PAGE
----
Fishermen upbeat after first voyage catch

Huge volume of brown shrimp captured post-ban period

June 28, 2017 12:50 am | Updated 12:50 am IST - VISAKHAPATNAM

Bountiful:  Fish captured being loaded on to a push-cart in Visakhapatnam on Tuesday.

Bountiful: Fish captured being loaded on to a push-cart in Visakhapatnam on Tuesday.

The first voyage catch post the 62-day ban period has pepped up the spirit of the fishermen in Visakhapatnam and its neighbourhood — a major fish landing centre with an export turnover of ₹7,500 crore.

Many who went for fishing on a short voyage of five to 10 days had returned with a bumper catch of brown shrimp. Some could trap pomfret, ‘gulivendula’, ribbon fish and ‘senku.’

Among the 700 mechanised boats and 250 beach landing crafts, 70% ventured into the sea from here towards Bhavanapadu and Gopalpur.

Showers help

While those on a short voyage have anchored their boats at the fishing harbour here, others are expected to return in the next three to four days.

Pre-monsoon showers have also helped in breeding of various types during the ban period, which commenced on April 15 as part of a conservation effort in the entire coast to stop juvenile fishing.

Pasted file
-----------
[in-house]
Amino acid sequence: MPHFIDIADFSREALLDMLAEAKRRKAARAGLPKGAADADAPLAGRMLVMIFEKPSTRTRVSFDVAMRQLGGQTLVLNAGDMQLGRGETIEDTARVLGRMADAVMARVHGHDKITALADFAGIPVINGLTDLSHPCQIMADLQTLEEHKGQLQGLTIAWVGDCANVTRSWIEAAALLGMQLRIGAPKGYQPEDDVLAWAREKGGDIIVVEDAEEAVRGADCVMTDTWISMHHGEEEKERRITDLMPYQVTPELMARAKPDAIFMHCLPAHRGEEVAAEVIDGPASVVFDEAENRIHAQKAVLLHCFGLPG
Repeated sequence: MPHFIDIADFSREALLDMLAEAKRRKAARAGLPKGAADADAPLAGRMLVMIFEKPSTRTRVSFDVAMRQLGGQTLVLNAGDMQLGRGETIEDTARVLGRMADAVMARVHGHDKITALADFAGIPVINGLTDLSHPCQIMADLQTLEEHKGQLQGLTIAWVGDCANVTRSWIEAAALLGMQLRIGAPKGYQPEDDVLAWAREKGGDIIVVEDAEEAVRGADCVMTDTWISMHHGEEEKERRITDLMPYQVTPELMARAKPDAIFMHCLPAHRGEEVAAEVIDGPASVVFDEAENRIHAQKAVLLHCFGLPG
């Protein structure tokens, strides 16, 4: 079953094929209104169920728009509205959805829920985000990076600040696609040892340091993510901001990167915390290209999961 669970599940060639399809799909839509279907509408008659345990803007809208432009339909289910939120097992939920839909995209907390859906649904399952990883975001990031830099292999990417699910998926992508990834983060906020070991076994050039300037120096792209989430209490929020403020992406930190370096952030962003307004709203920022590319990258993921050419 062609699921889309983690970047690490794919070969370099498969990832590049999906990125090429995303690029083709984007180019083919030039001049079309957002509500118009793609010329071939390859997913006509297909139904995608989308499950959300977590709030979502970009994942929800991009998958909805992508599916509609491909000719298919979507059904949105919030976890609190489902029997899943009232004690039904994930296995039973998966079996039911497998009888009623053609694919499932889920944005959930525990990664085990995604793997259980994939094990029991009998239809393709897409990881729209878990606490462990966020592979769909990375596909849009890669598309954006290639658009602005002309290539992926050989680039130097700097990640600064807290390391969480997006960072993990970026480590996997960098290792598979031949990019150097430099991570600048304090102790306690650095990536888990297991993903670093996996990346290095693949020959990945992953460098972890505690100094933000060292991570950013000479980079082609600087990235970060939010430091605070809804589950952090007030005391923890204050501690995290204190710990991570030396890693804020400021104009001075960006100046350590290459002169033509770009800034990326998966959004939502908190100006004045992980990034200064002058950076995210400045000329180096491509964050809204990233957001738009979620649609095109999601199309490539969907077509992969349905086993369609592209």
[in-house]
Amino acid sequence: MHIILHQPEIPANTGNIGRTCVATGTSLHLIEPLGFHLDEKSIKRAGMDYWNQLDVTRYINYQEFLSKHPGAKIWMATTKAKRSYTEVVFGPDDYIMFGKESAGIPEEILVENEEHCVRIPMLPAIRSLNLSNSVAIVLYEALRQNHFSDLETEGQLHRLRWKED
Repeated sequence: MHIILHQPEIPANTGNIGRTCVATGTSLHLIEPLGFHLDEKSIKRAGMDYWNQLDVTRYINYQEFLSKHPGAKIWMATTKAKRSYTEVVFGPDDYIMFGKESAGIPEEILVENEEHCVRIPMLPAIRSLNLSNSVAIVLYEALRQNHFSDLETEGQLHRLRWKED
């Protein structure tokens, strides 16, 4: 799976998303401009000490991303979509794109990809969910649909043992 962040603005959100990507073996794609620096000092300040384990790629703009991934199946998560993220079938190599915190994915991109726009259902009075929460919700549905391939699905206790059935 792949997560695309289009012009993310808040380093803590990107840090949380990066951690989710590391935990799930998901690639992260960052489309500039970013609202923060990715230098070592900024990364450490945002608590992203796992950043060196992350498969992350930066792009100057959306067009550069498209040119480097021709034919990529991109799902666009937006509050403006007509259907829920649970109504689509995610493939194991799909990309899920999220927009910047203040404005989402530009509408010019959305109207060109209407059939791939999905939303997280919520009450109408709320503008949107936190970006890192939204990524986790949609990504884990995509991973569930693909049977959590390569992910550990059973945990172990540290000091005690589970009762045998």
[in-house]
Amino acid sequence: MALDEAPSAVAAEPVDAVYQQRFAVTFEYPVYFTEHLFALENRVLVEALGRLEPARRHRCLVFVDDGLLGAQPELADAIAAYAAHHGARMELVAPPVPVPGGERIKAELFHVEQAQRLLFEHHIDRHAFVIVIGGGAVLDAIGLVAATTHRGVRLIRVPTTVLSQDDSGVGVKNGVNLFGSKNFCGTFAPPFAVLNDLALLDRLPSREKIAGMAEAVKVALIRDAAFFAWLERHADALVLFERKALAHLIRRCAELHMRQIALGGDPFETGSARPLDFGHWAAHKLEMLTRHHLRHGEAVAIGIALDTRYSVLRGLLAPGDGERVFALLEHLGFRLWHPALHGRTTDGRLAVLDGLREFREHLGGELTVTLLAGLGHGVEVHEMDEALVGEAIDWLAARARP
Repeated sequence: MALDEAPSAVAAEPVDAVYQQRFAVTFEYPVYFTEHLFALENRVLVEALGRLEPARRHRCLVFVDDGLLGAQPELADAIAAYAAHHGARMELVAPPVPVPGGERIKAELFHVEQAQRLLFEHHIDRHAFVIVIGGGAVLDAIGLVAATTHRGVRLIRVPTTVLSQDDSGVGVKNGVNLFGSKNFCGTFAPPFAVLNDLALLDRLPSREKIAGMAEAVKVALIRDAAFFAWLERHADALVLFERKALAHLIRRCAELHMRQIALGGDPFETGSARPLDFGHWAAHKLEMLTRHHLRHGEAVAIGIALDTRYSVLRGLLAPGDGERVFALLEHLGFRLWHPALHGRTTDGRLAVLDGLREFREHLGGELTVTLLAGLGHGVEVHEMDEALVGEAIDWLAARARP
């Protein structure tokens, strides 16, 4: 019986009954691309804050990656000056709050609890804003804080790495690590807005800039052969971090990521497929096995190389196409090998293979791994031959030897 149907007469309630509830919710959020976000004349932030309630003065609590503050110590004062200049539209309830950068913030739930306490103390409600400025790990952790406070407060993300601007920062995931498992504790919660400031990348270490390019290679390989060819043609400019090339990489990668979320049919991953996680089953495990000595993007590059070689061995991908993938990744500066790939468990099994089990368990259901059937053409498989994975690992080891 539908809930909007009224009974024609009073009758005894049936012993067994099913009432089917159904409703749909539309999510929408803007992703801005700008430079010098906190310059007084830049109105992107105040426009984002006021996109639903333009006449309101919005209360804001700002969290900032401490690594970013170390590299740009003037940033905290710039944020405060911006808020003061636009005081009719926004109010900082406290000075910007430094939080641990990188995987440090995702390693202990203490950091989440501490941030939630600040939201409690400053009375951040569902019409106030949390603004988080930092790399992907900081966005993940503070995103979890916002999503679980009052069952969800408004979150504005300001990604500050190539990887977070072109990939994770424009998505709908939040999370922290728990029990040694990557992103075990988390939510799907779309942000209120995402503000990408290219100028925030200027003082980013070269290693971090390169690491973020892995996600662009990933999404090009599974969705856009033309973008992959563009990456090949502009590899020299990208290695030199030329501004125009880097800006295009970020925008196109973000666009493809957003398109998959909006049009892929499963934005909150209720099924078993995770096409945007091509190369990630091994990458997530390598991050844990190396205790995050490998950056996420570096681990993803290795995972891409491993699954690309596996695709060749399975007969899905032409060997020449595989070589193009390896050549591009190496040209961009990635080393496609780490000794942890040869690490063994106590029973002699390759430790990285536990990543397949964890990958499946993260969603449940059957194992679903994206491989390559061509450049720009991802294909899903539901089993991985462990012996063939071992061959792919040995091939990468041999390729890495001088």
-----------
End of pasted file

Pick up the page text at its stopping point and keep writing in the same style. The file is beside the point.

“The initial response to the first voyage is quite encouraging as many have captured bountiful of brown prawn. We hope the trend will continue in the coming days with forecast of good monsoon,” Assistant Director of Fisheries T. Sumalatha told The Hindu on Tuesday.

Vannamei fallout

However, fishermen are feeling the adverse impact of the demand for exotic vannamei (white-leg shrimp), which is grown in large quantity by the aquaculture firms in the coastal Andhra due to its heavy demand in the overseas market for low cost and high culinary value. Most of the export firms at the fishing harbour have stopped buying prawns captured from the sea forcing the fishermen to sell high-quality prawns in the domestic market at a lower price.

Price range

The present rate being offered at the landing point is ₹250 per kg for brown prawn, ₹600 for tiger with head and ₹350 for white prawn (headless).

“Though we are not sure of sustaining the trend of capturing brown prawn in large quantity, the disinclination of exporters to buy shrimp caught by us is a dampening factor,” said Dolphin Boat Operators’ Welfare Association president Ch. Satyanarayana Murthy.

Operational cost

Some of the boat operators say the high operational cost is making fishing totally unviable.

“We are spending almost ₹1.5 lakh for a 10-day voyage and half of it is going towards diesel. Now the government wants to impose high rate of GST on nets, ropes and other accessories, which will be like rubbing salt into our wounds,” pointed out AP Mechanised Boat Owners’ Association president P.Ch. Appa Rao.

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